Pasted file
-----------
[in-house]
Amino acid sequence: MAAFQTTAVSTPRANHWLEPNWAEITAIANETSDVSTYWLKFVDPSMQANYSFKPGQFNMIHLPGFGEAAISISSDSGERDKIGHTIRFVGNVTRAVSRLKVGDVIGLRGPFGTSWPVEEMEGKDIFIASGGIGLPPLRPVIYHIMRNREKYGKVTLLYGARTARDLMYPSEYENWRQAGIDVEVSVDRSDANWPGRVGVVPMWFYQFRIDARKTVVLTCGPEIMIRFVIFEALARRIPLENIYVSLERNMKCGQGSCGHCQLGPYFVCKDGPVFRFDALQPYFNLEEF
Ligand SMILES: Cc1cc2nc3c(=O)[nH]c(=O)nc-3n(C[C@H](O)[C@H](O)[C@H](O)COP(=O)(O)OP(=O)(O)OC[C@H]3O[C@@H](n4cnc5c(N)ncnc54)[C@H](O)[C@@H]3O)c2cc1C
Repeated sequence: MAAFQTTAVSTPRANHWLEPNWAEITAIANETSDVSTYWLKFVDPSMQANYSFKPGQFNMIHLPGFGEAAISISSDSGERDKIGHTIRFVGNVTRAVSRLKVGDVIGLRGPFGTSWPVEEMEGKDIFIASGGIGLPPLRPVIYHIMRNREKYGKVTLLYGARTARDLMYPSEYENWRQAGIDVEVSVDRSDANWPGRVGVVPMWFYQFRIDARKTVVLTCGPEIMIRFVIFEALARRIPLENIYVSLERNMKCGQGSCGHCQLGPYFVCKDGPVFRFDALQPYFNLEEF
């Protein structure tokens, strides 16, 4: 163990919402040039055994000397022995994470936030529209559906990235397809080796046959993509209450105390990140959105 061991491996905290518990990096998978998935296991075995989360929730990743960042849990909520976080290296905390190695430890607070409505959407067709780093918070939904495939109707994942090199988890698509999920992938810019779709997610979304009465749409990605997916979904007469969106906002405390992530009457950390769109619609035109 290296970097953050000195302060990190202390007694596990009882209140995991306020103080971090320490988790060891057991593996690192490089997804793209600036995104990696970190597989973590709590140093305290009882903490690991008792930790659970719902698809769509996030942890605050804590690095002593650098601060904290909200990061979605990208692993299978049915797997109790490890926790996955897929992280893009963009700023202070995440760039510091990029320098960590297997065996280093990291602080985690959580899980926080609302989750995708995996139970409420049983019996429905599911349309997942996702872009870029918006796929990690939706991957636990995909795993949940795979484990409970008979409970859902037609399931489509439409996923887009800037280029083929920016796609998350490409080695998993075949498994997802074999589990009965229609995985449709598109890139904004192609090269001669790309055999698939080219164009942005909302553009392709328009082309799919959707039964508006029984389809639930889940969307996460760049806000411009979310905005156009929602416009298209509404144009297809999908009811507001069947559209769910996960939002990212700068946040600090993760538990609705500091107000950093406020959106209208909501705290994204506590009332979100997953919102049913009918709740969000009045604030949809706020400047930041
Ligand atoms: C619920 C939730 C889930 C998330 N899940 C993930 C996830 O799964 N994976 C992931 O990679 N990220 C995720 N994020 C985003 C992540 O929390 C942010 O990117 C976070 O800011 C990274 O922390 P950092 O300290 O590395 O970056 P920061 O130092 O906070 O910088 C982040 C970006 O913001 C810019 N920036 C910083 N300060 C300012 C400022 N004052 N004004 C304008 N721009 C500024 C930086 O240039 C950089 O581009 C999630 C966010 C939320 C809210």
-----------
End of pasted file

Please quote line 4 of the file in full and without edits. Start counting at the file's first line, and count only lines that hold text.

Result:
Repeated sequence: MAAFQTTAVSTPRANHWLEPNWAEITAIANETSDVSTYWLKFVDPSMQANYSFKPGQFNMIHLPGFGEAAISISSDSGERDKIGHTIRFVGNVTRAVSRLKVGDVIGLRGPFGTSWPVEEMEGKDIFIASGGIGLPPLRPVIYHIMRNREKYGKVTLLYGARTARDLMYPSEYENWRQAGIDVEVSVDRSDANWPGRVGVVPMWFYQFRIDARKTVVLTCGPEIMIRFVIFEALARRIPLENIYVSLERNMKCGQGSCGHCQLGPYFVCKDGPVFRFDALQPYFNLEEF